Over the last few days, I have been reflecting upon the unfolding circumstances that surround Cindy Sheehan -- in particular, as a Christian theologian, I have wondered about the spiritual implications of what we are seeing play out. I have found myself drawn to a biblical account recorded in the second book of Samuel -- an account of a rather remarkable interchange between King David and the prophet Nathan. Earlier, the King had been attracted to Bathsheba, another man's wife, and in order to have her for himself, the King sends Bathsheba's husband into the thick of battle in order that he be killed. When he is, the King takes her into his harem.
Then we come to the dialogue, which begins with Nathan telling the King a story about two men, one who is very wealthy and has all the lambs he needs and more. The other man is very poor and has only one small lamb. As it turns out, a traveler comes to the rich man, and the rich man chooses to extend the customary hospitality by killing a lamb to make a feast. Yet, he is not willing to sacrifice one of his many lambs; rather he takes the one lamb from the poor man and kills it instead. As Nathan tells the story, the King becomes very angry. When Nathan is finished, the King says he will make the man pay for his pitiless behavior. Then comes the shocker as Nathan responds to the King, "You are the man!"
Analogies are never perfect, but let us consider the striking similarities. On the standards by which they care to measure wealth and power, the members of this administration have all that any one could reasonably want. But, as is often the case, there is that unquenchable lust for more. We now have reports that this president had reflected on how cool it would be to be a "war president" even before he was elected. By the accounts of several past members of the administration's inner circle, many in the administration wanted to attack Iraq from the beginning. The events of 9/11 unified public opinion in support of responding to these unjustifiable attacks, and we now have a pretty clear picture of how various reports were, shall we say, "nuanced" in order to defend war against Iraq. We could go further into this "nuancing," but let us set that aside and return to the similarities to Nathan and David.
To extend their quest for power and wealth, the administration was willing to sacrifice the meager wealth of others (to fund the war) and in too many cases to sacrifice the children of others. The bitter similarity of the stories ought not be lost: this group of so-called neo-cons who hold the reins of power in our government have, overwhelmingly, been able to avoid military service themselves. Like the mother who recently claimed that, though she supports the war, "military service isn't for our son. It isn't for our kind of people," this administration simply does not see a problem with sending troops to be killed and maimed while judging that such sacrifice is "not for their kind of people." Overwhelmingly, they did not serve; overwhelmingly, their children do not serve. While having plenty of young, metaphorical lambs of all kinds, they choose to sacrifice the lambs of others.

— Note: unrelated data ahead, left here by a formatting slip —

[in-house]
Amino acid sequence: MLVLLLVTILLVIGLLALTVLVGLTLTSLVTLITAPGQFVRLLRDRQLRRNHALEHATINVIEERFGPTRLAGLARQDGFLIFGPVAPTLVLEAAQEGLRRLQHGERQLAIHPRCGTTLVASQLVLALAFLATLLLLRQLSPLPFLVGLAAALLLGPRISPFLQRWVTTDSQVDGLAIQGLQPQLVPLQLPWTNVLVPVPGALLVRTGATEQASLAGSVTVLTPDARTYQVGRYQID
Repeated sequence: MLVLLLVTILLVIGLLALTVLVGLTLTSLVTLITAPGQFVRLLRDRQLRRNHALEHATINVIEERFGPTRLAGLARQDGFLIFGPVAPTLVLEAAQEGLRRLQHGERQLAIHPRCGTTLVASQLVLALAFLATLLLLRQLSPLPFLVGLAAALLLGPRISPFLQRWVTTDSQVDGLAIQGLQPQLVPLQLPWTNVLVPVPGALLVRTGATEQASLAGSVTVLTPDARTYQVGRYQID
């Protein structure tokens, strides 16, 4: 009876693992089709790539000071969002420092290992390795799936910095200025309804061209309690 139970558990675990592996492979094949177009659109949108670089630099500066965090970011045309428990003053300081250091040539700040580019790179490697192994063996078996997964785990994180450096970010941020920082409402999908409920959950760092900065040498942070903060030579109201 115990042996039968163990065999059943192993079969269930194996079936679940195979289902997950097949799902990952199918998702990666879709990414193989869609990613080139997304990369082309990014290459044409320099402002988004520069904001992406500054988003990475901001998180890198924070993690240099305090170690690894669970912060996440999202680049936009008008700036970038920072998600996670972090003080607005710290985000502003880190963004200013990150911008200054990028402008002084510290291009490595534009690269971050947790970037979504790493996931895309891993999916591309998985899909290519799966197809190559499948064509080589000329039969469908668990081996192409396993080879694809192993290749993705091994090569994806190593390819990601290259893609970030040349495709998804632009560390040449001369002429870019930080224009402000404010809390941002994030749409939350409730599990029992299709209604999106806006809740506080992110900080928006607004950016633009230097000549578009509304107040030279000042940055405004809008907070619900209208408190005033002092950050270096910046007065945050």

I suspect this is part of what makes Cindy Sheehan so impossible for the administration to deal with -- she has made the sacrifice they are only willing to require of others. They have given no lambs, but want all that attends a "war administration"; she has given the lamb, but will not be granted even her small request: face-to-face dialogue with the one who sent her son into harm's way. As another writer posted on the HuffPo yesterday, she has shown just how naked the emperor is! In so doing, I continue to hope that she will help free for action all those who agree with her sentiments regarding this unwise war, but who have been shouted down by the administration's enablers.
One last point from the story of King David and Nathan, a point that I would love to see embodied in this president. After Nathan tells his story and identifies the King as the perpetrator of injustice, the King, to his credit, responds, "I have sinned against God." I am not holding my breath; since this president can admit no errors at all, it is hard to see how he could ever admit that the thing he most uses to identify himself was mistaken. But, we can hope, and we can support the Cindy Sheehans of the world who will stand before the president and say by their actions, "You are the man!"